About-Koh-Lanta

CHAO LEY

SEA GYPSIES

The village of Sang-ga-u in the south east corner of Koh Lanta is home to a unique group of people known as the Sea Gypsies or “Chao Ley” (people of the sea). Formerly living a semi-nomadic lifestyle in the Andaman Sea, these seafarers of Indo-Malay origins were also the first settlers on the island some 500 years ago

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The true origins of the Urak Lawoi, (the largest of three groups of Chao Ley) is unclear. Because the language is only a spoken, nothing written exists to verify their real origins. Only their historical legends and  anecdotes can give us an idea of their past.

Traditionally the Urak Lawoi had permanent houses on land but were nomadic in their food foraging practices, especially during the dry season when for several months the entire families travelled to different places in the Adang archipelago. For them, the sea and shore are their main sources of income and also their home. The core of their culture has developed around this environment.

They are good boatmen, skilled fishermen and excellent divers able to move freely and stay comfortably underwater for long periods of time.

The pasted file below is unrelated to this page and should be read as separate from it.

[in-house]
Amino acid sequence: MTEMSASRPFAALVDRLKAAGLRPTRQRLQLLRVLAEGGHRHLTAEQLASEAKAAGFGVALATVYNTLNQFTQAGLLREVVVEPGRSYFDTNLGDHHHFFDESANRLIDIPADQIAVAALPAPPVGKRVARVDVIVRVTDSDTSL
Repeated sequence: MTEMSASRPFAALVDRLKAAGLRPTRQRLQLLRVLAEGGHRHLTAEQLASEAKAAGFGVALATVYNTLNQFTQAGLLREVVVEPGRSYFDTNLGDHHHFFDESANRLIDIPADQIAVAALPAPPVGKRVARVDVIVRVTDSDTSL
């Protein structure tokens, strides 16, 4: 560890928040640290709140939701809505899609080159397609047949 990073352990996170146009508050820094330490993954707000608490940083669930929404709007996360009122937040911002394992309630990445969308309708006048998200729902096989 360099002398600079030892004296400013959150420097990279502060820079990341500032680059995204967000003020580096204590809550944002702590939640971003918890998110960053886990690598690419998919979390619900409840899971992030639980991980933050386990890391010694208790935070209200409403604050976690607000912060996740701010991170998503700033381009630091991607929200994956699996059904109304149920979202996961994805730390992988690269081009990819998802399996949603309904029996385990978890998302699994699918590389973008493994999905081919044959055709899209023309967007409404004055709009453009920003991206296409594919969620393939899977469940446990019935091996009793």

The Loy Rua (floating boat) festival reflects their close relationship with boats. They use the occasion to pay respect to their ancestors & the spirits and symbolically float away their misfortune with a small ceremonial boat.

Their animistic belief in the supernatural and traditional spiritual worship is strong. They worship spirits by raising two high poles as a door or threshold and dispose of their deceased on cemetery islands where the spirits of the dead live on. Offerings are made on special occasions to ask for good harvesting and some carry a talisman to ward off bad spirits and misfortune. Others believe that illnesses can be treated by a spirit medium

PLEASE NOTE: Many websites and guidebooks talk about Koh Lanta’s sea gypsies as if they are a tourist attraction. They are not. They have faced many problems in the past – eviction from their traditional fishing grounds and resting places; forced settlement; erosion of their culture – without the added impact of western tourism. If you visit Sang Ga U village, please be respectful of these people and their customs by not being intrusive.

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